This full-size prototype is currently slated to go online in 2025 and then likely sent to work from an island in Southeast Asia. After raising some sizable capital, Seaborg is hiring like crazy to work towards that goal. It hopes to receive regulatory type approval for its design by 2026, and commercial series production could follow as early as 2027.
Those schedules are “almost insane” in the energy market, SchÃ¶nefeldt told the Switch 2020 audience in a presentation earlier this year and a validation of the mass production strategy and approaches for floating barge. Investors from the energy industry who are used to dealing with extremely long planning and construction phases as well as decades of return-on-investment times can now invest their money in something that is online incredibly quickly and pays for itself within 6-10 years .
The Seaborg reactor is small enough to fit in a shipping container, making it remarkably easy to move, even with ground installations. It will run for about 12 years without refueling. Its fuel cannot be used in nuclear weapons. It can run on refined, recycled nuclear waste from older reactors – although there will be some regulatory hurdles there, says SchÃ¶nefeldt. You can pull heat directly from the reactor even more efficiently than electricity, so it will be useful in other ways than just being a power plant.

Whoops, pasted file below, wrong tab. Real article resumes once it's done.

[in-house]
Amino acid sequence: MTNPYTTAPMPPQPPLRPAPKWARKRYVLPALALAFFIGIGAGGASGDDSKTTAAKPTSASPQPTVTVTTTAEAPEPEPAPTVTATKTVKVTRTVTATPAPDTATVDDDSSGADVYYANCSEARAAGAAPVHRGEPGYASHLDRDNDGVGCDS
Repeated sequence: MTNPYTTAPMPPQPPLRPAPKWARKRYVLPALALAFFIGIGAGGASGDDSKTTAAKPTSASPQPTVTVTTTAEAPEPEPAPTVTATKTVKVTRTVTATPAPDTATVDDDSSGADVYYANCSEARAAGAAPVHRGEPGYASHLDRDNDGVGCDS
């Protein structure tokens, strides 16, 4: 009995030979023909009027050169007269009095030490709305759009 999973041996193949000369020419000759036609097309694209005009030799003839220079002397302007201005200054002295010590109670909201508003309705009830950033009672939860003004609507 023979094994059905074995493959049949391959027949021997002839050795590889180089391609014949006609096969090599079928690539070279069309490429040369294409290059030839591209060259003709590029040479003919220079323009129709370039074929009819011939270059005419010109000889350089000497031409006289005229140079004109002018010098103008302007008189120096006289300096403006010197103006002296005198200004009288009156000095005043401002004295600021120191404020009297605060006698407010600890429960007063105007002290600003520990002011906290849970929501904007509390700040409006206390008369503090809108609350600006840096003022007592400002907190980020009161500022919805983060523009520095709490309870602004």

Next-generation advanced nuclear power is a hot topic right now. As the global commitment to the goal of zero carbon emissions by 2050 solidifies, coal and gas fired power plants are rapidly being decommissioned. Renewable resources like solar and wind will provide most of the energy we will need in the future, but nuclear power offers a reliable, inexpensive, and environmentally friendly way to increase the base load and fill in gaps when renewables are not generating.
Despite some extremely high-profile catastrophes, nuclear power is already by far the safest method of generating electricity, with a 330 times smaller “death track” than coal-fired electricity. The new generation of advanced nuclear reactors promise to be even safer, and molten salt structures like Seaborg’s can also dramatically reduce the consequences of these vanishingly rare incidents. If this company can solve corrosion problems as effectively as its investors believe, it could be a huge game changer.
Source: Seaborg Technologies via IEEE Spectrum, Thomas Thor Associates and Switch 2020